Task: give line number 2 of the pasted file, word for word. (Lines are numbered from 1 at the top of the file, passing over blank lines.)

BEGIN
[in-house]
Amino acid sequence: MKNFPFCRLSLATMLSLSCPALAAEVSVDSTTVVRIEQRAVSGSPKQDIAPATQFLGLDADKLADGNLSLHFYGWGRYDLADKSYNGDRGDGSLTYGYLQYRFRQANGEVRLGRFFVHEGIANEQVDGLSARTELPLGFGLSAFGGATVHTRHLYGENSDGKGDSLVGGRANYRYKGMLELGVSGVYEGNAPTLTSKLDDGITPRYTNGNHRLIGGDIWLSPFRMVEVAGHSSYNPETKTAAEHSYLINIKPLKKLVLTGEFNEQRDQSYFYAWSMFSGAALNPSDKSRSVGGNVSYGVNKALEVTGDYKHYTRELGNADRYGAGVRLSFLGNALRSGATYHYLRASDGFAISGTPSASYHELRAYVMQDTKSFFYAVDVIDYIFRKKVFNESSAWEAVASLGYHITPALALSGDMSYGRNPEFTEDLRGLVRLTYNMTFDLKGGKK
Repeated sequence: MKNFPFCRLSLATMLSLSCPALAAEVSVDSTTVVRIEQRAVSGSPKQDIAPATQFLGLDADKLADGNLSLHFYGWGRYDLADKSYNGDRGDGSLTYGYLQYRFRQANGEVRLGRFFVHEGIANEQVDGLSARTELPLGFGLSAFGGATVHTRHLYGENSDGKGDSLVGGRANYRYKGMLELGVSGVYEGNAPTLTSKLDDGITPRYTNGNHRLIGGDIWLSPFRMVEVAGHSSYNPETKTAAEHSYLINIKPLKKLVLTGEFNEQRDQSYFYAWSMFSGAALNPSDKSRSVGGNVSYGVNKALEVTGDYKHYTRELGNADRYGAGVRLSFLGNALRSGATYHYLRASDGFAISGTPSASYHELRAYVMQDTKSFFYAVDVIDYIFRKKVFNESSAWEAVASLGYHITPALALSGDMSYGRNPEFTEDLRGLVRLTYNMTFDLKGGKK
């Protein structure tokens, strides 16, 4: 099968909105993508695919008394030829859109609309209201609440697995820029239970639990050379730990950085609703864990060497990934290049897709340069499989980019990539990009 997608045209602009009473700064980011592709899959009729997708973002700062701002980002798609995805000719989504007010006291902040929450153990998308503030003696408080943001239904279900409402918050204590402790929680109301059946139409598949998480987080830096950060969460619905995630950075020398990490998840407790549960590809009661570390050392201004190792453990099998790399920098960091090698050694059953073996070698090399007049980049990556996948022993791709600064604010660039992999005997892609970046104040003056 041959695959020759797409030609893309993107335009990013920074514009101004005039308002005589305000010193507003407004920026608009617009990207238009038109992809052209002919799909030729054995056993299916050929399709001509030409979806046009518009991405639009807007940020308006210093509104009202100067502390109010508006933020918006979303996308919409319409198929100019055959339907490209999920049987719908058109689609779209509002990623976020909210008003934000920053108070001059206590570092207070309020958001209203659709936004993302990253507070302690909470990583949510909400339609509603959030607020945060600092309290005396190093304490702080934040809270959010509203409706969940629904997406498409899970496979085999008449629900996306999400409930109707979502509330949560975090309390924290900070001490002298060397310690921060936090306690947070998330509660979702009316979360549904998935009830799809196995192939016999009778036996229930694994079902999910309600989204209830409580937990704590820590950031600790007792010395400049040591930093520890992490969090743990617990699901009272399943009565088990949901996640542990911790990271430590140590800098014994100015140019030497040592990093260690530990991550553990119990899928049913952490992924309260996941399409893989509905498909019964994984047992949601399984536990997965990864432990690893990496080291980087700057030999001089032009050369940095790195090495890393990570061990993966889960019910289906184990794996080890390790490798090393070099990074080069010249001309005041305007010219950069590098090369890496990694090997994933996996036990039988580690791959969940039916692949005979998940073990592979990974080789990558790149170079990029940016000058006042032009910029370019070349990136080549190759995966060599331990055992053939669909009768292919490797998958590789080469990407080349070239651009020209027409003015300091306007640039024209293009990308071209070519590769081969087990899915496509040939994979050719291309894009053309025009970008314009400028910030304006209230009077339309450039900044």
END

Amino acid sequence: MKNFPFCRLSLATMLSLSCPALAAEVSVDSTTVVRIEQRAVSGSPKQDIAPATQFLGLDADKLADGNLSLHFYGWGRYDLADKSYNGDRGDGSLTYGYLQYRFRQANGEVRLGRFFVHEGIANEQVDGLSARTELPLGFGLSAFGGATVHTRHLYGENSDGKGDSLVGGRANYRYKGMLELGVSGVYEGNAPTLTSKLDDGITPRYTNGNHRLIGGDIWLSPFRMVEVAGHSSYNPETKTAAEHSYLINIKPLKKLVLTGEFNEQRDQSYFYAWSMFSGAALNPSDKSRSVGGNVSYGVNKALEVTGDYKHYTRELGNADRYGAGVRLSFLGNALRSGATYHYLRASDGFAISGTPSASYHELRAYVMQDTKSFFYAVDVIDYIFRKKVFNESSAWEAVASLGYHITPALALSGDMSYGRNPEFTEDLRGLVRLTYNMTFDLKGGKK